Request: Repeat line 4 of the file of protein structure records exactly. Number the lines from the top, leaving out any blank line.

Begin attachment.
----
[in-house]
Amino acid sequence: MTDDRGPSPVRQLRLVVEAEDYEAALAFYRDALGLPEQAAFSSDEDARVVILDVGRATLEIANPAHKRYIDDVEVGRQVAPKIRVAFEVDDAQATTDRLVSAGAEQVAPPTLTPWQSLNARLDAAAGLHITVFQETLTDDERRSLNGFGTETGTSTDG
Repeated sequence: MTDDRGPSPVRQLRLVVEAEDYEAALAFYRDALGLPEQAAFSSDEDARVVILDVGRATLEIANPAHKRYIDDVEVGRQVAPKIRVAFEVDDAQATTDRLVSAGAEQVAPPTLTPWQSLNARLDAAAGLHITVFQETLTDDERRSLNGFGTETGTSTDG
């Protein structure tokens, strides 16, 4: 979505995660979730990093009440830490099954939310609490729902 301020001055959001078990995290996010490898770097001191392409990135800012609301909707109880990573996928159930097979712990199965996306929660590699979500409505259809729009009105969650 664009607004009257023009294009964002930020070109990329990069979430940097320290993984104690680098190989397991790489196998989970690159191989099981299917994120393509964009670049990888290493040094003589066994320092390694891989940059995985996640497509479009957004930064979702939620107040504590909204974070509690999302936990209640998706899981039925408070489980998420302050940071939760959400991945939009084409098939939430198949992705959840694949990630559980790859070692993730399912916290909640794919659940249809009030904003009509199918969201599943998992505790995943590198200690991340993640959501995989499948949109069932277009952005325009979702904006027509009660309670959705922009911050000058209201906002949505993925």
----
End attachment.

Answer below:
């Protein structure tokens, strides 16, 4: 979505995660979730990093009440830490099954939310609490729902 301020001055959001078990995290996010490898770097001191392409990135800012609301909707109880990573996928159930097979712990199965996306929660590699979500409505259809729009009105969650 664009607004009257023009294009964002930020070109990329990069979430940097320290993984104690680098190989397991790489196998989970690159191989099981299917994120393509964009670049990888290493040094003589066994320092390694891989940059995985996640497509479009957004930064979702939620107040504590909204974070509690999302936990209640998706899981039925408070489980998420302050940071939760959400991945939009084409098939939430198949992705959840694949990630559980790859070692993730399912916290909640794919659940249809009030904003009509199918969201599943998992505790995943590198200690991340993640959501995989499948949109069932277009952005325009979702904006027509009660309670959705922009911050000058209201906002949505993925």